All My Friends Are Superheroes by Andrew Kaufman
A brief book on a non-traditional love story that will maybe not teach any profound lessons, but is a joy to read!
If you read or have read any of these books, feel free to share your comments down below!
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Easily one of the most difficult things to get used to in school is getting organized. The top ten apps for productivity and general usefulness are listed below, available for both iOS and Android. Click the images for the app store!
iPlanner is an app made to help organize all your scheduling and assignments in one area. It’s available on iOS. The Android equivalent would be myHomework, a great app that has the same basic features and ideas.
Algeo is the perfect graphing calculator app, available at the Play Store for Android. Apple phones also have a good free graphing calculator app. This is much easier and better than taking around a bulky calculator.
Better than Google, finding articles with sources for every paper or presentation right at your fingertips. The photo link is to the Apple Store. Here is the link to the Android store version.
A perfect place for keeping all your documents in one place. Also, if you are using anything but Gmail for your emailing, you are behind the times and missing out on a great userface. Simple, easy to use, and aesthetically pleasing. The link is to the Android. Click here for the Apple Store.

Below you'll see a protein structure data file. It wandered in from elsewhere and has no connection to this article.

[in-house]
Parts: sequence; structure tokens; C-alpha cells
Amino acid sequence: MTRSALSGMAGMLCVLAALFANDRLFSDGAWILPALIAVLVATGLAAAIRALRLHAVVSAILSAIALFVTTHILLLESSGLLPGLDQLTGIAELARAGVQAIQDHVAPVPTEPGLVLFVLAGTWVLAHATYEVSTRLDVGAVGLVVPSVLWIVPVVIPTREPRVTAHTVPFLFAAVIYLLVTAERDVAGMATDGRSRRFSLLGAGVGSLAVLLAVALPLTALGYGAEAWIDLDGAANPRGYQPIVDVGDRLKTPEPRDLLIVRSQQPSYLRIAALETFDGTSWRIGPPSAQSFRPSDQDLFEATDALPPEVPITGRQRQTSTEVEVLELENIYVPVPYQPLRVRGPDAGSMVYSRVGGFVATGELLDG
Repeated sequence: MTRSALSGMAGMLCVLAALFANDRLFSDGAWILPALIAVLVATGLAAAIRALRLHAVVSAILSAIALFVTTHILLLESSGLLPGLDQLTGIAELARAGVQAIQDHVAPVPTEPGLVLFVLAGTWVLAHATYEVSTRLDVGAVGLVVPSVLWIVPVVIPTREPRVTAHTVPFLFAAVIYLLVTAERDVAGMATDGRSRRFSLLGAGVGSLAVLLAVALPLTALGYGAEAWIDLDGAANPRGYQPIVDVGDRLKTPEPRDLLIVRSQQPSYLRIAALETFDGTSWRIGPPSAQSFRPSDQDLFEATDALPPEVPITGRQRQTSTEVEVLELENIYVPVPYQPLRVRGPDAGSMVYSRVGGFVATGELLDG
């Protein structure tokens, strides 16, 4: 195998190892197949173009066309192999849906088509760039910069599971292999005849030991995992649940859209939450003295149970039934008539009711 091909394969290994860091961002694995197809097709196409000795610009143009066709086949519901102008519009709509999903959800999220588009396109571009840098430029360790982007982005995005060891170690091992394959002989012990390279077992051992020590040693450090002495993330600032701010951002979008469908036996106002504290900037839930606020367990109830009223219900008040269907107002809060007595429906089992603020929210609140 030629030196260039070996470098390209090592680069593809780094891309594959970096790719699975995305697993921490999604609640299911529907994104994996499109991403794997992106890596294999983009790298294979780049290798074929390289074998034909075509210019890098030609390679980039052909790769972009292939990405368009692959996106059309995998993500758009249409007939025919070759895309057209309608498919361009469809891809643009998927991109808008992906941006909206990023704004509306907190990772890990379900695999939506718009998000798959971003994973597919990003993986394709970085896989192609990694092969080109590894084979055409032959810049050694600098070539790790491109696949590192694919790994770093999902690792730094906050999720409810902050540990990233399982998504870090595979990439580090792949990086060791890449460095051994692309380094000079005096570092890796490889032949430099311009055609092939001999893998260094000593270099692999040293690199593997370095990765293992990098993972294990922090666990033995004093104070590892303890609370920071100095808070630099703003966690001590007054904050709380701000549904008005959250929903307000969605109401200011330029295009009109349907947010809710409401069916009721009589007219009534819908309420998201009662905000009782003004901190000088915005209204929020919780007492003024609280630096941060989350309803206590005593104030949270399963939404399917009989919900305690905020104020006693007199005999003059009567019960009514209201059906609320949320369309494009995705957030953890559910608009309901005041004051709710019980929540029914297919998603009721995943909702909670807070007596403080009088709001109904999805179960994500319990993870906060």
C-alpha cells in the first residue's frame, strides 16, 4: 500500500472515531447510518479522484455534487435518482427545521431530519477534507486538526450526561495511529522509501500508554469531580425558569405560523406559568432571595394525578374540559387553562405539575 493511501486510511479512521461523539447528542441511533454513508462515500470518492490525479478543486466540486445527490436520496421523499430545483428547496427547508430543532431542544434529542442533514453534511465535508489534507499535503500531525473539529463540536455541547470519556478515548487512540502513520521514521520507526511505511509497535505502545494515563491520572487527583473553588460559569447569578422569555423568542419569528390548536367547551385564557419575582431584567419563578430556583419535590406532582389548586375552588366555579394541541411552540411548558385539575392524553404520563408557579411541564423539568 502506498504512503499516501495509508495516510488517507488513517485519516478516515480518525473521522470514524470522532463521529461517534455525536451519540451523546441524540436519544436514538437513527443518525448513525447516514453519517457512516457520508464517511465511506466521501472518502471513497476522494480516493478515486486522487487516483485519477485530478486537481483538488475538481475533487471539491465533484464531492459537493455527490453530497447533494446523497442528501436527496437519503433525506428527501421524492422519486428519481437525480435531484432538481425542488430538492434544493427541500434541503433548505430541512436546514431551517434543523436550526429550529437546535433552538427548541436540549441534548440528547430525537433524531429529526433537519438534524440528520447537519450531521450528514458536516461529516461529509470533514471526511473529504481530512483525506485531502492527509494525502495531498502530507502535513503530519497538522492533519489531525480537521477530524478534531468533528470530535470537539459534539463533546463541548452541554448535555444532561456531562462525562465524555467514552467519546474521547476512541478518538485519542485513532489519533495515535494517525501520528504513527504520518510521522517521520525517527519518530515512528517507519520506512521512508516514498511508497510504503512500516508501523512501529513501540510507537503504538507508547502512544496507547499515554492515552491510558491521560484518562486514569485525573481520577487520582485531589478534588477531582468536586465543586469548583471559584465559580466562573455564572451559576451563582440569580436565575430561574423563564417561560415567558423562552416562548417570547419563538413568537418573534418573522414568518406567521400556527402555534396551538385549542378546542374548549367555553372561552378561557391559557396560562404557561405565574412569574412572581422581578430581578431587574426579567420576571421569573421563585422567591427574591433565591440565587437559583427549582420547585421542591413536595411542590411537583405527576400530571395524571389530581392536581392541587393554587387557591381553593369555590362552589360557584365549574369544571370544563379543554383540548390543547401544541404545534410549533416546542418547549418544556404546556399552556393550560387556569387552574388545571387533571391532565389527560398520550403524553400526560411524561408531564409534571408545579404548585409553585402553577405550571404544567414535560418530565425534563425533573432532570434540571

This is the premier flashcard app that makes studying easy and convenient no matter where you are. Click here for the Android version.
The one-stop banking app that keeps all your finances in one place, helps you to set budgets and tracks your saving progress. A must-have for anyone who has multiple banking accounts or loans. Click here for Apple version.
Evernote is the perfect app for keeping track of basically anything you want to remember. You can also search with keywords and find everything you’ve ever written from anywhere. The Android version is here.
DuoLingo helps you learn a language on the go! It’s perfect for practicing the language you’re taking for your Bachelors in Arts, or for helping to expand your cultural knowledge by learning on your own. You can never know too much! Bonne chance! (iOS version here)
Al Jazeera (iOS / Android), one of the least biased news sites. Stream the audio while you drive, or watch first thing in the morning. Perfect for knowing what’s going on in the world and staying up-to-date with current events.
Featured Image: Matt Cornock
From the beginning of education, children are assigned reading materials to complete over the summer in preparation for the next term’s classes. Most children find that doing summer reading in elementary school isn’t difficult, but as they get older, a social stigma develops and it becomes less convenient to read over the summer. In college, it is almost unheard of for students to purchase text books early and begin reading the material for the classes. Teachers at upper levels don’t require summer reading, because with age come more responsibilities that leave little time for reading.
Most sources agree that the biggest benefit that comes from reading is a higher intelligence and greater general knowledge than those who don’t read regularly. Fellow blogger Glen Stansberry at LifeDev.net had this to say about the wealth of knowledge open to anyone with a library card: